Landscape Analysis of African American farmers in North Carolina and approaches for applying NASA’s data to help prevent their extinction
Team: Kibri Everett, PhD (RTI International), Erin Love (RTI International), Nick Kruskamp, PhD (RTI International), Chrystall Davis (RTI International)
Community Partners: Demetrius Hunter (The Black Farmers Hub), Makeda Ma'at (Grow to Life), Crystal Taylor (Get Happy), Tinece Payne (Volunteer in Your Community)
Executive Summary: The objectives of this project were to ascertain the environmental injustices and inequities that African American farmers in North Carolina have experienced; what activities are happening that will help African American farmers address environmental injustices; what data and tools are available from NASA to help farmers with their farming practices, and what barriers currently exist that make the adoption of tools and technology challenging for farmers. Our methodology involved partnering with four community groups who helped us organize listening sessions and assisted us with surveying approximately 50 black farmers in the Central and Eastern part of the state. The most cited climate change impact experienced by black farmers was instances of drought. The most common barrier to being able to use NASA’s tools and technology was not having financial resources.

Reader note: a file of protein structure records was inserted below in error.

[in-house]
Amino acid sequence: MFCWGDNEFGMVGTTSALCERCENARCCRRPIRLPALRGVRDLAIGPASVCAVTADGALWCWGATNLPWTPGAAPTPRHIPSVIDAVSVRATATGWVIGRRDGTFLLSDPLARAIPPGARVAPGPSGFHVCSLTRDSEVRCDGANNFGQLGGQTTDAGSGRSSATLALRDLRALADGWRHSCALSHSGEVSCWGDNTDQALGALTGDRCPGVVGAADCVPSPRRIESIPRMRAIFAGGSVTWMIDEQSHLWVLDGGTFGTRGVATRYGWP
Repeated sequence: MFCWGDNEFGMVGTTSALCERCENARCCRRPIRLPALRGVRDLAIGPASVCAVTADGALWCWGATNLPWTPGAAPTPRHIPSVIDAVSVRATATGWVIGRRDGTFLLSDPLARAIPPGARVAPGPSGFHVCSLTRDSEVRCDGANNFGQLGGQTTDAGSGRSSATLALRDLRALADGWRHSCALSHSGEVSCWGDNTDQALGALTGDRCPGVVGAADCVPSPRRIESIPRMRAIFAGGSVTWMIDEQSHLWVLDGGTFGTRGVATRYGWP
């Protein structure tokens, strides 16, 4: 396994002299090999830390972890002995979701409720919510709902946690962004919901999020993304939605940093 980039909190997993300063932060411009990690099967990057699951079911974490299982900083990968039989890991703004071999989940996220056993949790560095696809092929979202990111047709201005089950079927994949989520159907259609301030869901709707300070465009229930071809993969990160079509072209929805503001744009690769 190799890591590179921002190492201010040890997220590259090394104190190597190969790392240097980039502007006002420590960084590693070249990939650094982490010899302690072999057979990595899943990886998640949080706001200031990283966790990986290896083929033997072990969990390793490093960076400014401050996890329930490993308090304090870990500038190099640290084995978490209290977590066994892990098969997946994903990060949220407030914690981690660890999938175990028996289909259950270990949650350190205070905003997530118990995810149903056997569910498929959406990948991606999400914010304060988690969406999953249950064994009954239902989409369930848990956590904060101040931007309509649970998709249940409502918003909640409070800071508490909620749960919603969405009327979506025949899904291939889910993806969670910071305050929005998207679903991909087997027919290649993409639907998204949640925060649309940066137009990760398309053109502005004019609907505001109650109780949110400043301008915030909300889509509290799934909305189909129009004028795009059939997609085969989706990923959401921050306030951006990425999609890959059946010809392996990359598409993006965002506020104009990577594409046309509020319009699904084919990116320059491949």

Our engagement with black farmers in North Carolina demonstrates the intersectionality of environmental justice and economic justice. Our findings indicate that there is a direct relationship between resource capacity and environmental justice. Physical and financial resources are needed to employ tools and technology, such as those provided by NASA, and to fight the effects of climate change. Farmers with limited educational, financial, and opportunistic resources experience the largest environmental burdens and will have a reduced ability to fight the effects of climate change.
Our recommendations to NASA include training extension office agents on NASA’s tools; making adjustments to existing tools (such as the Western Water Applications Office tools) to cover more geographic areas; providing data and tools at finer resolutions; and simplifying the usability and documentation for tools. Through this project, we were able to gain an understanding about the issues facing African American farmers, as well as the technology they currently use, and barriers that would make it difficult for them to adopt technology developed by NASA.